Legal Considerations for Reductions in Workforce

June 18, 2009 Published Work
Center for Family Business, February 2009, Volume 17, Number 1

The decision to implement a reduction in force ("RIF") never comes easily to employers, irrespective of company size or nature of the business. Where a business is struggling, a RIF may be a necessity. However, even where businesses are holding their own in this troubled economic climate, they see the need to stay "lean and mean" and ready to withstand whatever 2009 may bring. Regrettably, this often means cutting back on the most significant expense -- personnel.
What are the alternatives?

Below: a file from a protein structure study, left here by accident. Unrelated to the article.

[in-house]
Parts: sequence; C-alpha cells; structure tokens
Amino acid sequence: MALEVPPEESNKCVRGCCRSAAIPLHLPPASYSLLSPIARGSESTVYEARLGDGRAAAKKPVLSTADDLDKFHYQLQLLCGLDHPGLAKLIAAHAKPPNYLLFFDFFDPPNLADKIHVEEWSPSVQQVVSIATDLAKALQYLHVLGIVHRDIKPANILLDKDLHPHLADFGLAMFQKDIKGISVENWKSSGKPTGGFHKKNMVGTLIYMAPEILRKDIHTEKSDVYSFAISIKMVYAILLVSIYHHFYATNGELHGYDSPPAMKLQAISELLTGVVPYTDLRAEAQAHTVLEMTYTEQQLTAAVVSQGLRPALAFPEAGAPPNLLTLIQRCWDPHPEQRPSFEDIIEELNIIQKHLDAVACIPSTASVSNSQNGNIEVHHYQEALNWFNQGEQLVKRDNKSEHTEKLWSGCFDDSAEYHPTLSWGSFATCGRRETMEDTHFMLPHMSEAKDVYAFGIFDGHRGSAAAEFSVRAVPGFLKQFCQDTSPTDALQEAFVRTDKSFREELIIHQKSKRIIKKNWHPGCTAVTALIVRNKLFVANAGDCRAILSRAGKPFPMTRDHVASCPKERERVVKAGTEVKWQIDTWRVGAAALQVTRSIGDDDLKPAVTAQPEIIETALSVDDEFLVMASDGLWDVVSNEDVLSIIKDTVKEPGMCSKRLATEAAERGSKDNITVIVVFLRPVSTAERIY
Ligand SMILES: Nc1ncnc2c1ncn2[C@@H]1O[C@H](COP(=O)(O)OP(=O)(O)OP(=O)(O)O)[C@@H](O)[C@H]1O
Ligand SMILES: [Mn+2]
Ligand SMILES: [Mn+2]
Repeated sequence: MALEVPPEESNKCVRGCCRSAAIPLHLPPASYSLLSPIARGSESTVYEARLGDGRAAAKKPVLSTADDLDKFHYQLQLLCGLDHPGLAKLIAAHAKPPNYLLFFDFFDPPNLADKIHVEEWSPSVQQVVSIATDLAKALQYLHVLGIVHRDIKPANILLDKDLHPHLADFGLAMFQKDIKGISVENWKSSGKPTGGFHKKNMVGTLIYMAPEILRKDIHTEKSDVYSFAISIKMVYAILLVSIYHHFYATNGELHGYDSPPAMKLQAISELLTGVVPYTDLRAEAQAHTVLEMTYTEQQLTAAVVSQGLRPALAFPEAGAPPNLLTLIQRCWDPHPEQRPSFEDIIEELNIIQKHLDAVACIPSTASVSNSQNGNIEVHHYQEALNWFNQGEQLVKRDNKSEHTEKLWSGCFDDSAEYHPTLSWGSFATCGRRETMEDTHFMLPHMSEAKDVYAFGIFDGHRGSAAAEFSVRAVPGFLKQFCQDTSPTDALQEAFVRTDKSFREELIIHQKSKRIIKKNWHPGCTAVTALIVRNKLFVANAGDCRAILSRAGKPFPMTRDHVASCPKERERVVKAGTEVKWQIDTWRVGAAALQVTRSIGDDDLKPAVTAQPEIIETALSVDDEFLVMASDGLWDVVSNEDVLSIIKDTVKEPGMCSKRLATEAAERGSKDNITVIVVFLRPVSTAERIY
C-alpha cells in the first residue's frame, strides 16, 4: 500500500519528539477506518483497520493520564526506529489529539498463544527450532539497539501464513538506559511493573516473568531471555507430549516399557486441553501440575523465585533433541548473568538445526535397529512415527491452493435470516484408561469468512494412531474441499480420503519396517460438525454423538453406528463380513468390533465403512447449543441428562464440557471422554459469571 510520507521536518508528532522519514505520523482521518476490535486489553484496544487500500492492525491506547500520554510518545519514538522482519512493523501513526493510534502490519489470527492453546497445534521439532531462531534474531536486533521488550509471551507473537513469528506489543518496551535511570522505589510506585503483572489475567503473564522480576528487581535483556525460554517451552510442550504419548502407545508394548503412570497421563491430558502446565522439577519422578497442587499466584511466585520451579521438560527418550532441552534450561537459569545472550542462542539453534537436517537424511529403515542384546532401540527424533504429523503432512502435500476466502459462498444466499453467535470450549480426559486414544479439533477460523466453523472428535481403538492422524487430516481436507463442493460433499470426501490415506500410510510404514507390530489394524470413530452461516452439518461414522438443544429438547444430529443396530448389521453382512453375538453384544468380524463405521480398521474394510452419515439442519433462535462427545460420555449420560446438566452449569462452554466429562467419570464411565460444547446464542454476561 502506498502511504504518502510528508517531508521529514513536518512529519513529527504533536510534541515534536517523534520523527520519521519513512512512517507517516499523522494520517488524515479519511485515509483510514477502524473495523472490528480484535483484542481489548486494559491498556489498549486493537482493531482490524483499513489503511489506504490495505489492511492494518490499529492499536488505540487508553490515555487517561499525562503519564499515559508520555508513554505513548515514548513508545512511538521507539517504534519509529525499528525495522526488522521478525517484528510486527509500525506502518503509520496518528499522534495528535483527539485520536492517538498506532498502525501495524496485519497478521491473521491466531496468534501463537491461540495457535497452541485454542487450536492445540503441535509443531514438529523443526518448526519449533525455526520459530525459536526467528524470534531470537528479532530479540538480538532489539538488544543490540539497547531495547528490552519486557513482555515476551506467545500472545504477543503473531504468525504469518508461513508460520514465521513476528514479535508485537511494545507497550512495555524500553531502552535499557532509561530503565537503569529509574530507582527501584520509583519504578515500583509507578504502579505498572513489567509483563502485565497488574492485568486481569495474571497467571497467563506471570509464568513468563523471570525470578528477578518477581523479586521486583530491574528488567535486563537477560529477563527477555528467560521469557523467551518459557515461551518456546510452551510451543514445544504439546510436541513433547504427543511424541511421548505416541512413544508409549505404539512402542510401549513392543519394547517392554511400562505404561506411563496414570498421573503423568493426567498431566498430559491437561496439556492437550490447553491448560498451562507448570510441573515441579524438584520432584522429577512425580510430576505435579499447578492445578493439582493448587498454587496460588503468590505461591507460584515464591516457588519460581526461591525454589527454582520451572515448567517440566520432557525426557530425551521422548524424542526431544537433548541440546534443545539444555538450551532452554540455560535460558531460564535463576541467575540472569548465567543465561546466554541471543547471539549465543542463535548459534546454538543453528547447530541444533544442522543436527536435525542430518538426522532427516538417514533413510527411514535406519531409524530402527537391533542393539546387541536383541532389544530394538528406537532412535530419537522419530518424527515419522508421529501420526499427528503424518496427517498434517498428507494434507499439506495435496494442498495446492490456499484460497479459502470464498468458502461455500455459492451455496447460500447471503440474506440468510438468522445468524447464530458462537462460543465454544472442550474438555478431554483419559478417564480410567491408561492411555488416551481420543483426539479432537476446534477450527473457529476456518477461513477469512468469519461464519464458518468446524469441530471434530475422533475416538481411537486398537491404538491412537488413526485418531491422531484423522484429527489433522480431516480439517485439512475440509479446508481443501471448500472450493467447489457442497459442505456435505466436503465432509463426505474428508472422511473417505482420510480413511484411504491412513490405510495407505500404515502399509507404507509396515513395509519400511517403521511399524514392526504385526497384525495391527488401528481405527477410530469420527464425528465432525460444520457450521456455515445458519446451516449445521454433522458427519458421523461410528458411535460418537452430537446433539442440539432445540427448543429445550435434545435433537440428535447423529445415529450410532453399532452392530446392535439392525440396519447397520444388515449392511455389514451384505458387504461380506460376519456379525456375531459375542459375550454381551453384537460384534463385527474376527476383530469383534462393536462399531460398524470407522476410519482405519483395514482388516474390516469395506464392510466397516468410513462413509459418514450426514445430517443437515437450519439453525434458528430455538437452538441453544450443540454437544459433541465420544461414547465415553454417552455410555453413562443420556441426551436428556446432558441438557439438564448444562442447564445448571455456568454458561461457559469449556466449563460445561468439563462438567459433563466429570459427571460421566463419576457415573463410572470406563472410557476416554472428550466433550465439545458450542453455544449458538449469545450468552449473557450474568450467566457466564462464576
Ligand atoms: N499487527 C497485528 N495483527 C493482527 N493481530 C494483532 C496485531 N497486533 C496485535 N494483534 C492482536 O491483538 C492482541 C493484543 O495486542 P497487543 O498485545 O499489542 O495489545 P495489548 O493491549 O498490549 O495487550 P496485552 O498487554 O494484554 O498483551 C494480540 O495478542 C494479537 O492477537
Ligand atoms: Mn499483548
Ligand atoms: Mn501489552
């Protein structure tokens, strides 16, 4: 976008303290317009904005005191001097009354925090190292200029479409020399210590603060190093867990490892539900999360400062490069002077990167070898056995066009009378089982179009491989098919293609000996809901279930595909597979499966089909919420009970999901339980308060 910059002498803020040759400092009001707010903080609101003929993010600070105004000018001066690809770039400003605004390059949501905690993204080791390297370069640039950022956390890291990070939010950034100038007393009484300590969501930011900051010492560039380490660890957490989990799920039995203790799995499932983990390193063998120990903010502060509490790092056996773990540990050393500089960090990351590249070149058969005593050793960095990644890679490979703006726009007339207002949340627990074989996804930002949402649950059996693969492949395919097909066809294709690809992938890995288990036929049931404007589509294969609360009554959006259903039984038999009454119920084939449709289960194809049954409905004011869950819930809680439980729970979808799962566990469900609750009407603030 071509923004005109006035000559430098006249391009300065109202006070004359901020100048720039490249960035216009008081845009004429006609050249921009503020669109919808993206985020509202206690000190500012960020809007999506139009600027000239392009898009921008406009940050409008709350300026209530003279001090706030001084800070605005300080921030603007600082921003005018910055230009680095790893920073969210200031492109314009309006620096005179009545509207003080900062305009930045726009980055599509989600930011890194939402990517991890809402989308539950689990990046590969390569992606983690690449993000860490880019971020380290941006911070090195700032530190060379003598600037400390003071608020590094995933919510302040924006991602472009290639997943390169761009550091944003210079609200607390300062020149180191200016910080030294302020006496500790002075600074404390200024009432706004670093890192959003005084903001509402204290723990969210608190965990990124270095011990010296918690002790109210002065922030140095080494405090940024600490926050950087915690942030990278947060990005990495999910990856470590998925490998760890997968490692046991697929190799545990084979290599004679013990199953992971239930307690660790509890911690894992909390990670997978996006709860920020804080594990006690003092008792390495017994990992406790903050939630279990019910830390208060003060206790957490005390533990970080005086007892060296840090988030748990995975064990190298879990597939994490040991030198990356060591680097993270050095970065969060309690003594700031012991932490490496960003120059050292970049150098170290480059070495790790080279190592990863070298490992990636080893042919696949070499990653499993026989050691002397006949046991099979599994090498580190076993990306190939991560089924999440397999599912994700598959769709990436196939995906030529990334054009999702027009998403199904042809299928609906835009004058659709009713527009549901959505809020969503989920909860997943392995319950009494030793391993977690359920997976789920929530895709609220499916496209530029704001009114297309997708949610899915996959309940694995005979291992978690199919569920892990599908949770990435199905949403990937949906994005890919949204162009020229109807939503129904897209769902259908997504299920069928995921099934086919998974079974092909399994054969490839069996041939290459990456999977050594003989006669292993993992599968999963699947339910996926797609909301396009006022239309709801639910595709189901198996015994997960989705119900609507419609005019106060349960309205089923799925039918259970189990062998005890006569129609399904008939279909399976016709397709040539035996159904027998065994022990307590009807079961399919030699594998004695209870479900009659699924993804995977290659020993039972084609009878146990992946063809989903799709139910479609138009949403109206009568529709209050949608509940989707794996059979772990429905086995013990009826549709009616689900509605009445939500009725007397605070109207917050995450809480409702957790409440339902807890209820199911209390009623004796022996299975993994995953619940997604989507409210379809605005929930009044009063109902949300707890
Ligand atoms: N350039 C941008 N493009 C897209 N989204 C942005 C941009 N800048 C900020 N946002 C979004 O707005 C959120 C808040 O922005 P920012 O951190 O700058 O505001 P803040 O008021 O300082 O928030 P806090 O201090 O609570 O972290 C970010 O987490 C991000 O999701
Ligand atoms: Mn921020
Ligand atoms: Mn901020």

Before going the "RIF Route," many employers first consider alternative arrangements. (Unless a collective bargaining agreement prohibits such alternatives.) These alternatives range from alteration of work weeks/work hours, hiring and/or salary freezes (and sometimes even salary reduction), job sharing, bonus reduction or elimination, reduction or elimination of 401K matching, cancelling costly fringe benefits, and exploring the possibility of seeking out employees who would agree to retire early in exchange for attractive packages. However, when it becomes apparent that these alternatives are either undesirable or insufficient to ensure economic needs are met, including as proactive measures to enable the company to remain competitive in a volatile market, the RIF may become the only viable option. In this event, the following factors must be considered: RIF's are fraught with legal risks; contrary to popular belief, the employer cannot simply select any employee for termination.